As terrace-bedecked office towers with all the amenities spring up around Manhattan to attract millennial workaholics, building owners compete by offering free rent and work allowances to those who sign long-term leases.

Brokers say clients that sign long leases in Class A buildings are getting a jaw-dropping $100 per foot in work allowances, as well as a month or more of free rent per year of lease term.

“There is a flight to quality,” explains Robert Emden of Newmark Knight Frank. “Almost any landlord will talk to you due to the competition from the Hudson Yards corridors.”

That makes it a great time to be a tenant in New York, as there are lots of options that didn’t exist in the past, says Evan Margolin of Savills Studley.

Lindsay Ornstein of Transwestern touts Midtown South, the neighborhood that includes Hudson Yards, as still being red hot.

“It’s maturing as a marketplace,” she says. Added incentives by some older buildings include cleaning services, an option not traditionally offered in the neighborhood.

“Everybody is refocusing,” explains Midtown South property owner Anthony Malkin, of Empire State Realty Trust. “Tenants are coming to the area for the convenience and transportation options but are moving to the better buildings.”

These days, tenants are also more likely to jump ship to avoid living through construction.

“Tenants can move without spending their own money,” says Margolin. Capital expenditure has been a stumbling block when tenants think about moving to a new space. But now building owners are laying out most of that money and even building out spaces to suit the tenants.

“You also gain efficiency in the move and build a space to fit the way more employees work today,” Margolin says. That means smaller spaces that can be used more efficiently and collaboratively. Even traditional law firms and real estate firms, which still use private offices, certainly aren’t the large spreads of the past.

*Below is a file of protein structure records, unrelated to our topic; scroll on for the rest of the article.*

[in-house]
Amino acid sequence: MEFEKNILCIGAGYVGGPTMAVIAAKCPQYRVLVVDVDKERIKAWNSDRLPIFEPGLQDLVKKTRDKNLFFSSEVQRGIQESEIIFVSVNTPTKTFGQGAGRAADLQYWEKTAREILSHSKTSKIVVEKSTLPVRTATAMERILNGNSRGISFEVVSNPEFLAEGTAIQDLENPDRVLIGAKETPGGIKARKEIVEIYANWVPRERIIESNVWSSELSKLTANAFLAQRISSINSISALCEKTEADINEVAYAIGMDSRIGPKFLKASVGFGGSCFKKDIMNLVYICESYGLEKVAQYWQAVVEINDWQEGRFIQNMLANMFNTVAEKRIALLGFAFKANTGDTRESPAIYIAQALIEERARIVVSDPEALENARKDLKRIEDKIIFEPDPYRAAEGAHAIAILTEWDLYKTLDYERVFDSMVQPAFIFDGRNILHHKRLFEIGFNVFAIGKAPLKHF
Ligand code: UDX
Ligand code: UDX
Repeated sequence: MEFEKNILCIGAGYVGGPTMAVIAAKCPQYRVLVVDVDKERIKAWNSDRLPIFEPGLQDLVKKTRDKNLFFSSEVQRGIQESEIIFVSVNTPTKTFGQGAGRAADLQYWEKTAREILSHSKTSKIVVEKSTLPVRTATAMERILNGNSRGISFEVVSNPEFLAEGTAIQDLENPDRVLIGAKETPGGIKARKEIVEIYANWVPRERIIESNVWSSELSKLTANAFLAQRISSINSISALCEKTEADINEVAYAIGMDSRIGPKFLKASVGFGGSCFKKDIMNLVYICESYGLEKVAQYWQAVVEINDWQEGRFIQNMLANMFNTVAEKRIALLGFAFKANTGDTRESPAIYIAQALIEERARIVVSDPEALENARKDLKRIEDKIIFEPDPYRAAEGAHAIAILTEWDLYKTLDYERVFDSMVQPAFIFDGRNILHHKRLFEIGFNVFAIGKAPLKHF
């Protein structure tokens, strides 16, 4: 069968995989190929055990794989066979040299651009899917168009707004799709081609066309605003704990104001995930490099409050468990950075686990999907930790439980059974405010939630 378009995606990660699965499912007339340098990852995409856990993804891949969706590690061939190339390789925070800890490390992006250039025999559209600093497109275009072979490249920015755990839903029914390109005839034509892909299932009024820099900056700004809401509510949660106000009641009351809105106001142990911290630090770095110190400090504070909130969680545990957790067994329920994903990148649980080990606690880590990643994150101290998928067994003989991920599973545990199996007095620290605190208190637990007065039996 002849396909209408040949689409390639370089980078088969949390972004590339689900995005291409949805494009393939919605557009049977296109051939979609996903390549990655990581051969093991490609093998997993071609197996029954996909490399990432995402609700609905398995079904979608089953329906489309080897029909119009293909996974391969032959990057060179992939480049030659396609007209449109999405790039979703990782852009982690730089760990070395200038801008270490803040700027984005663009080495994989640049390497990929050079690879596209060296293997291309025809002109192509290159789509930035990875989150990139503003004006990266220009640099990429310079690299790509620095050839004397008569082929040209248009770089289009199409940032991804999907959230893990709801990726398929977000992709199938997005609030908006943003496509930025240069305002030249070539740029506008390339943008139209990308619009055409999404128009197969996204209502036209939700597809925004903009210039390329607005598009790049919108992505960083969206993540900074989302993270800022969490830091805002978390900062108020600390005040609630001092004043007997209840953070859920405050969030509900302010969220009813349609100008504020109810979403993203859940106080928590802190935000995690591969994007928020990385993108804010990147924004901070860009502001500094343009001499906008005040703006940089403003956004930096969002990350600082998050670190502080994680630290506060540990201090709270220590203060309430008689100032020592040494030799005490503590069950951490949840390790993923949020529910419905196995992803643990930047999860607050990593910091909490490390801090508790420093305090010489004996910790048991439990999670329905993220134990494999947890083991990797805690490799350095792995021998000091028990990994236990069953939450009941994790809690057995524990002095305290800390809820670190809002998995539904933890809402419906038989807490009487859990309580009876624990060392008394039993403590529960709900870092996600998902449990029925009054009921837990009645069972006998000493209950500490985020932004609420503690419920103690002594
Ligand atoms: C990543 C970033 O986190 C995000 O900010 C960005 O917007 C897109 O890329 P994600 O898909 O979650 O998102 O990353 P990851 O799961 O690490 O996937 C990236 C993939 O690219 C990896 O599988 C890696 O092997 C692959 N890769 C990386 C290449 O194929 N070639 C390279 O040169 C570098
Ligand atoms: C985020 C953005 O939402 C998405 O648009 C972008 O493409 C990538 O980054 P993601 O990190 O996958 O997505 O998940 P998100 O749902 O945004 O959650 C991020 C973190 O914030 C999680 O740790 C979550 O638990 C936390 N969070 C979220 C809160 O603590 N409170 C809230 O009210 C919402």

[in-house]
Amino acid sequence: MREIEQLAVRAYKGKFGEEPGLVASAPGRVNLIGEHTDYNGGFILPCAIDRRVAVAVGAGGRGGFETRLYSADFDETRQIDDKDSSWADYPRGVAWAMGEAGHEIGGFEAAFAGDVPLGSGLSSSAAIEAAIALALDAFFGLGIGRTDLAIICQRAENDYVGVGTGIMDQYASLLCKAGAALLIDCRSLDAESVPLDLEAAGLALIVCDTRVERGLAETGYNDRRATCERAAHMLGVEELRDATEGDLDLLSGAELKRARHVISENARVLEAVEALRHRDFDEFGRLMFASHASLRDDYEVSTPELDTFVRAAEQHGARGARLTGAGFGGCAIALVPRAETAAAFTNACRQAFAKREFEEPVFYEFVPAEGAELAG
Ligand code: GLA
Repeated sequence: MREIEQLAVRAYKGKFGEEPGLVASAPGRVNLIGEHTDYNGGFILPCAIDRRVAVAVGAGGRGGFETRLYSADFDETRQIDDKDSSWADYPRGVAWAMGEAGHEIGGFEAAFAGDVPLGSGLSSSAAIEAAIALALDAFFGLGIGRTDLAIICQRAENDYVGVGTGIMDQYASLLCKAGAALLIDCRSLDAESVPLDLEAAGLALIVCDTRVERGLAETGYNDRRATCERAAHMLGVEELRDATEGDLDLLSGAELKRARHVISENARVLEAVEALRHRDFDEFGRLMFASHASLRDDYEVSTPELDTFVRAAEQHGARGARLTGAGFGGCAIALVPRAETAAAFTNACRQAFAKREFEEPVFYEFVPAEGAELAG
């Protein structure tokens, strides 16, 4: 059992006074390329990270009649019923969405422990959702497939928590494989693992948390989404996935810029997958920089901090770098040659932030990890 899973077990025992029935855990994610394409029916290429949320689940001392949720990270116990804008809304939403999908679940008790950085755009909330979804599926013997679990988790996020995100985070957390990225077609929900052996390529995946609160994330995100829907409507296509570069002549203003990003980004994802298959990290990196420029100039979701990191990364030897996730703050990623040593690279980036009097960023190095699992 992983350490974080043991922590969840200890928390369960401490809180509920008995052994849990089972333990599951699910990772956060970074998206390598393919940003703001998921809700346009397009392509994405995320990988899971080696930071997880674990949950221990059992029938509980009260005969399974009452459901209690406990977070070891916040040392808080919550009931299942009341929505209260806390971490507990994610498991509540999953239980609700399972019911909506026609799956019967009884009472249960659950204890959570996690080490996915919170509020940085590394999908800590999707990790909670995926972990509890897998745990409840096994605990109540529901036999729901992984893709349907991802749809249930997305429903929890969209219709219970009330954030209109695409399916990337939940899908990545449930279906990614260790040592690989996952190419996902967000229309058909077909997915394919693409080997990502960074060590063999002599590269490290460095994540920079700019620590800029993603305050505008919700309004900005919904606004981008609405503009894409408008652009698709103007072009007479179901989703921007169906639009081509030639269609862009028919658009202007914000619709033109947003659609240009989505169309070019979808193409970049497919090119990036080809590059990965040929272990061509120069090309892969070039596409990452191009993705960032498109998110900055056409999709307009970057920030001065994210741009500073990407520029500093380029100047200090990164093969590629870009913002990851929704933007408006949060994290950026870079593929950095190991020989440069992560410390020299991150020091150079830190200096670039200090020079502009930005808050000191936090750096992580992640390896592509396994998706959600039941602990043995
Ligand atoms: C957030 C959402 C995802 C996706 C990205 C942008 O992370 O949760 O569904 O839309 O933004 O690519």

WeWorkKatelyn Perry

WeWork and its enterprise competitors like Knotel are also scrambling to land entire companies, not just a few desks. “If you need 50,000 square feet, they will build it out for you,” says David Emden of Newmark.

A lot of corporations are also looking at co-working operations as an integral part of their occupancy strategy. “They are going to have a positive impact and a role in corporate real estate’s desire to be flexible and nimble and not have to commit for 20 years,” says John Maher of CBRE.

Amenity packages are also being created or planned in most large buildings throughout the city.

“They are looking to add amenities so when tenants go on space tours they see more than just the four walls,” says David Falk of Newmark Knight Frank.

Dozens of new boutique office buildings continue to solicit occupants that want a unique space.

“It becomes more than an office,” says Falk. “It continues to define the company.”

520 W. 20th St.Morris Adjmi